Braille Monitor August-September 1986
In the summer of 1985 it began to be evident that Maryland Computer Services was having financial and organizational problems. Deane Blazie (the long-time president of the company) and Richard Kramer (the other large stockholder) were at odds, and the situation was deteriorating month by month. After a good deal of maneuvering, during which Blazie made several attempts to buy a controlling interest in the company, Kramer took control, firing Blazie as president.
This was early in 1986. But Kramer's rule was to be a short one. The financial instability which had precipitated the squabbling and ill feeling in 1985 was not remedied by the firing of Blazie. In fact, it may have been worsened. By March the company was on the rocks. There was a large loan, and the bank moved in with a demand for immediate payment. Under this pressure Blazie (reportedly at the insistence of the bank) was called back to help either liquidate or find a buyer. In the meantime the company discontinued the distribution of some of its products and brought research to a slowdown or a standstill on others.
It was generally understood that Tele sensory Systems and VTEK were both trying to work out deals to pick up the pieces and take control of the remains of Maryland Computer Services, but the ultimate buyer was a group headed by Lee Brown, the financial power of Triformation. Shortly after the takeover, Brown sent the following letter to a number of people throughout the country:
Forest Hill, Maryland
June 3, 1986
Dear Maryland Computer Service Friends:
On May 16, 1986, Maryland Computer Services, Inc. was acquired by the principals and management of Triformation Systems, Inc. Although not as severe as the outward signs suggest, the company has been plagued with troublesome fiscal problems. The root of these fiscal problems was an unstable banking relationship which, consequently, led to a loan demand. Having the loan called in meant that the company would either be liquidated or sold. Thus came the consummation of the above mentioned acquisition.
The acquiring investment group, of which I am a member, consists of the same individuals that successfully performed the fiscal reorganization of Triformation in May 1985. Today, Triformation sports the most promising financial statement in the Enabling Technology Industry. The expertise of this group in manufacturing, marketing, finance and banking has already made MCS solvent and is rapidly steering the company to a course of profitability.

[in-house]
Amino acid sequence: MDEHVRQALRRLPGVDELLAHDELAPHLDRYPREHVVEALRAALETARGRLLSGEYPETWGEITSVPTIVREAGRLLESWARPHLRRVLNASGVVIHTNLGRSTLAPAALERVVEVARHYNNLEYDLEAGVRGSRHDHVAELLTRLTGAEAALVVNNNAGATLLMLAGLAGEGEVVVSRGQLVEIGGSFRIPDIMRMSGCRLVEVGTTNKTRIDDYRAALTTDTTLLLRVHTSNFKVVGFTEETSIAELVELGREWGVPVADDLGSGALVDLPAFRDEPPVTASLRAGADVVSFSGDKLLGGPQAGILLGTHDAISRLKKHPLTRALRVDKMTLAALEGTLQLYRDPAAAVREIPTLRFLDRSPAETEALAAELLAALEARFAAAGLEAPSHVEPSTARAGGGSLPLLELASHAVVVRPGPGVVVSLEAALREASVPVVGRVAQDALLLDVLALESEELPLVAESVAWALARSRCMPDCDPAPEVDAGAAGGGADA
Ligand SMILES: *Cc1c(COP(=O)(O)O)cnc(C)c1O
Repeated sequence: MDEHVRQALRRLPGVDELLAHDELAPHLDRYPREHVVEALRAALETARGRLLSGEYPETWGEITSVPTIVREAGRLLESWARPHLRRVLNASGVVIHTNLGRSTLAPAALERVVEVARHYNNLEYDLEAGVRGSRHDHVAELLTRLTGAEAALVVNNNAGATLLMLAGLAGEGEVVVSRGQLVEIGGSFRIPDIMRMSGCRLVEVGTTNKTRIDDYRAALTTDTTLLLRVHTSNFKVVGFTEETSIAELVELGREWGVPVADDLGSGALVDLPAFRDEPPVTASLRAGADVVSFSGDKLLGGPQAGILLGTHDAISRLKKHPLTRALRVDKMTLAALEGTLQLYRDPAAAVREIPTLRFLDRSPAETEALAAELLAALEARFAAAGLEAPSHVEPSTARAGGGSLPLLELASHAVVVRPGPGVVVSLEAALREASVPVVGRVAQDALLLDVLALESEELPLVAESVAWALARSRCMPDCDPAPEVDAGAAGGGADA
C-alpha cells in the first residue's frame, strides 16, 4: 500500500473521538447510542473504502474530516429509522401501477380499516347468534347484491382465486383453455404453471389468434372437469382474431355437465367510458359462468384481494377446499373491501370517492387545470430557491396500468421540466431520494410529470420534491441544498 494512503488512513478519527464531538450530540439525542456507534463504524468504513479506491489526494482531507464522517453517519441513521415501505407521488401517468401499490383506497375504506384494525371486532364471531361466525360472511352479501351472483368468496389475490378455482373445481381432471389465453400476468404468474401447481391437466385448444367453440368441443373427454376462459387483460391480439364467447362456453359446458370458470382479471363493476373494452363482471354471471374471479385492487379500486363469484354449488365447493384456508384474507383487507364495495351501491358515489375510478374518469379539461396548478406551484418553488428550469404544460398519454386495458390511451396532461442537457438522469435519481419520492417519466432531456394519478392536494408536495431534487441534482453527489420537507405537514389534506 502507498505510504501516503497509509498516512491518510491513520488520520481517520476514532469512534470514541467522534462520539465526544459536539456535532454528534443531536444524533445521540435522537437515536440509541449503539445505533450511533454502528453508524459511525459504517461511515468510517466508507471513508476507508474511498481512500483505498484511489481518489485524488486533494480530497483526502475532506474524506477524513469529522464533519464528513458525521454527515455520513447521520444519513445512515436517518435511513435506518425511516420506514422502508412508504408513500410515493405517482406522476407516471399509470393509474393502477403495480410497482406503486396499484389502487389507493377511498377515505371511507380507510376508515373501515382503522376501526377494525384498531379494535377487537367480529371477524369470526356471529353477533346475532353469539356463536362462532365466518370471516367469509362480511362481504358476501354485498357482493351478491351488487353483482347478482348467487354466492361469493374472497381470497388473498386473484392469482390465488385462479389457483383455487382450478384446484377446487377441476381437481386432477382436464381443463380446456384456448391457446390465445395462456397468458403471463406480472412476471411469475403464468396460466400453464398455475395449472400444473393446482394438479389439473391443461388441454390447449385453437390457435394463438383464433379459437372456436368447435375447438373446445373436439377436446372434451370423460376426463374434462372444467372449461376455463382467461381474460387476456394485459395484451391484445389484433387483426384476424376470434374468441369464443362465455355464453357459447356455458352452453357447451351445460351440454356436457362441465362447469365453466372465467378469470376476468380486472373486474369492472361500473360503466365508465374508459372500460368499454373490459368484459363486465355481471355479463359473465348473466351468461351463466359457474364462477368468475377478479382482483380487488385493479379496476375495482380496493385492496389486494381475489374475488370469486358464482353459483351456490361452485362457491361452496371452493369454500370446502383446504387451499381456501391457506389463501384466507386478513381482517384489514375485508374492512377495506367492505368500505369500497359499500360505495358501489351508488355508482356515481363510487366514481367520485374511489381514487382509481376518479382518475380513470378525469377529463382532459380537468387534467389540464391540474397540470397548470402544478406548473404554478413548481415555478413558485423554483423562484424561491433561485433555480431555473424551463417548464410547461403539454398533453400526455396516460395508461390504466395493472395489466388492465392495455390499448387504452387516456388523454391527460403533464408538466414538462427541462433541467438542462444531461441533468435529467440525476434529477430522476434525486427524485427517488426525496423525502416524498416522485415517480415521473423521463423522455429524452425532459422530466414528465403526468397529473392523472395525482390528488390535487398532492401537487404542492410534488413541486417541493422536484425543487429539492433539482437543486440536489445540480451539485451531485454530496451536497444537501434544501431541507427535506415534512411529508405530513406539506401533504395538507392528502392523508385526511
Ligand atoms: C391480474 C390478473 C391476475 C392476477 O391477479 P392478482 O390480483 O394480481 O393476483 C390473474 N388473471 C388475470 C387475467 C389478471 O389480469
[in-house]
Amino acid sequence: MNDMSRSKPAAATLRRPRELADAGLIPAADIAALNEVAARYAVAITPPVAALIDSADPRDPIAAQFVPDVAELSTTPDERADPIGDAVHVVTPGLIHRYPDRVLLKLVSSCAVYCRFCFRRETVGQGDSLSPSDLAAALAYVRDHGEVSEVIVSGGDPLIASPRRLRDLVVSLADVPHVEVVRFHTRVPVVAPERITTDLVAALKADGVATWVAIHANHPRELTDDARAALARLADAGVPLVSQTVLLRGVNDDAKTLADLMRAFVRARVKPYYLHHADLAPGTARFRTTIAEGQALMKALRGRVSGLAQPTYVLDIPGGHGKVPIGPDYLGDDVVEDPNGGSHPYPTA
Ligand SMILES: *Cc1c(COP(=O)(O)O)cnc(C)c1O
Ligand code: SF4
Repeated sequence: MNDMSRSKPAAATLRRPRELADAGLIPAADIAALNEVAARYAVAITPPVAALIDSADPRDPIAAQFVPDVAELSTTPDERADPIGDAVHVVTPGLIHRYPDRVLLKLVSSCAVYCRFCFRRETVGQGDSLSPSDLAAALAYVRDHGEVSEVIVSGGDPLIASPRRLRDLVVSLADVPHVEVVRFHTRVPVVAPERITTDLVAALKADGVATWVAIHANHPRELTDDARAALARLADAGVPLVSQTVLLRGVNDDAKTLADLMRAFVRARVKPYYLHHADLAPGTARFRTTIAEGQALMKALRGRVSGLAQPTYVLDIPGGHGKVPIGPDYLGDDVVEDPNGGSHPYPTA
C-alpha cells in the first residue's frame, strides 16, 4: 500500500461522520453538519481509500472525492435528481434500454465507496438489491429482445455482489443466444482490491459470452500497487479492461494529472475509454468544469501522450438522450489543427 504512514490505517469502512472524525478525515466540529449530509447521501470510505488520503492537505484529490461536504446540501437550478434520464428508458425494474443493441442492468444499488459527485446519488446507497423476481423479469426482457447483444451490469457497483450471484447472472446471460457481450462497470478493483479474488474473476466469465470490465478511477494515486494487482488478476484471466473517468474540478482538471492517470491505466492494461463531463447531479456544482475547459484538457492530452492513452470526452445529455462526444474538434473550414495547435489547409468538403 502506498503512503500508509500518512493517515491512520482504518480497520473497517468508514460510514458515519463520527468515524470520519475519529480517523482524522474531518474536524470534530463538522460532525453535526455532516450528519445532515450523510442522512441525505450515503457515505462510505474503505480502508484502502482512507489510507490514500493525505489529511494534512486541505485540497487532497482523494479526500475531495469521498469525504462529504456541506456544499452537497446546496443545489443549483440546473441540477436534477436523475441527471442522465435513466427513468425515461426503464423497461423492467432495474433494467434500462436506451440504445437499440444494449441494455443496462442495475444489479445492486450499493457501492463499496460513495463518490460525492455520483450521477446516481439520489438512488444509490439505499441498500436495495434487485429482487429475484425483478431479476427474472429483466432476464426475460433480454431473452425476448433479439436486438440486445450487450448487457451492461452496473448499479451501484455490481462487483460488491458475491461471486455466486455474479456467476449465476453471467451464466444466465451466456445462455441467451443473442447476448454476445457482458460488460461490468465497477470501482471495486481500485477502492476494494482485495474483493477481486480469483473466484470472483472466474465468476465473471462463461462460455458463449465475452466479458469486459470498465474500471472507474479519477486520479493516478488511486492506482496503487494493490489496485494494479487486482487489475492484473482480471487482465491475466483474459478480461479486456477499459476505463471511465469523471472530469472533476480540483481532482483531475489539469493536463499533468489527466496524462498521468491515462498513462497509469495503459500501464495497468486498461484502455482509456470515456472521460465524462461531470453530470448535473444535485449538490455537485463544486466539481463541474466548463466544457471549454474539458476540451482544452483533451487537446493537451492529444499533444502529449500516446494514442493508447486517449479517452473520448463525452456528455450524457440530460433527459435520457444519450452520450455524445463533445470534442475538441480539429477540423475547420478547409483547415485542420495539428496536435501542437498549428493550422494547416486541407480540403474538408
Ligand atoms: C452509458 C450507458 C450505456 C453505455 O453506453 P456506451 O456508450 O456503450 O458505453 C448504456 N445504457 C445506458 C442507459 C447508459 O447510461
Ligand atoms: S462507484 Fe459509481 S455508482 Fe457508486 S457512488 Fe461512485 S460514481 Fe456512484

MCS is in full operation. We have declared our priorities to be service, customer support and fiscal soundness. The company is in the process of organizing resources around these priorities.
Although MCS will be operated as a separate company for the time being, some functions will be combined to take advantage of economies of scale. Since there will be a close working relationship between the two companies, MCS sales personnel will be able to demonstrate the broadest range of products in the industry. A complete family of synthetic speech, hard copy Braille and paperless Braille products is available through the sales staff. MCS will continue to emphasize selling a total customer solution consisting of products, service, and support. One very important benefit coming out of the combination of the two companies is that more and more services will be performed at the customer site as opposed to being done at the respective factories. This should considerably reduce equipment down time.
If you have any questions, please contact me at your convenience. I will be of service to you.
Very truly yours,
Maryland Computer Services, Inc.
Lee Brown, President
In the field of computer technology for the blind reputations have sometimes been questionable and controversial. Maryland Computer Services was generally quite well regarded. There will be those who will be glad that its products and sales force did not go to Telesensory Systems or VTEK. Doubtless there will be those who will be sorry. The reputation of Triformation has been somewhat like a roller coaster, sometimes up and sometimes down. The two Triformation companies were beginning to be major powers in the field when the problems of a couple of years ago cast everything into doubt. Since that time there has seemed to be a beginning reemergence. If Triformation and what is left of Maryland Computer Services can combine into a stable entity and can fulfill the promise which each of them individually has offered, it will be cause for rejoicing by the nation's blind. In the meantime one can only take a wait and see attitude.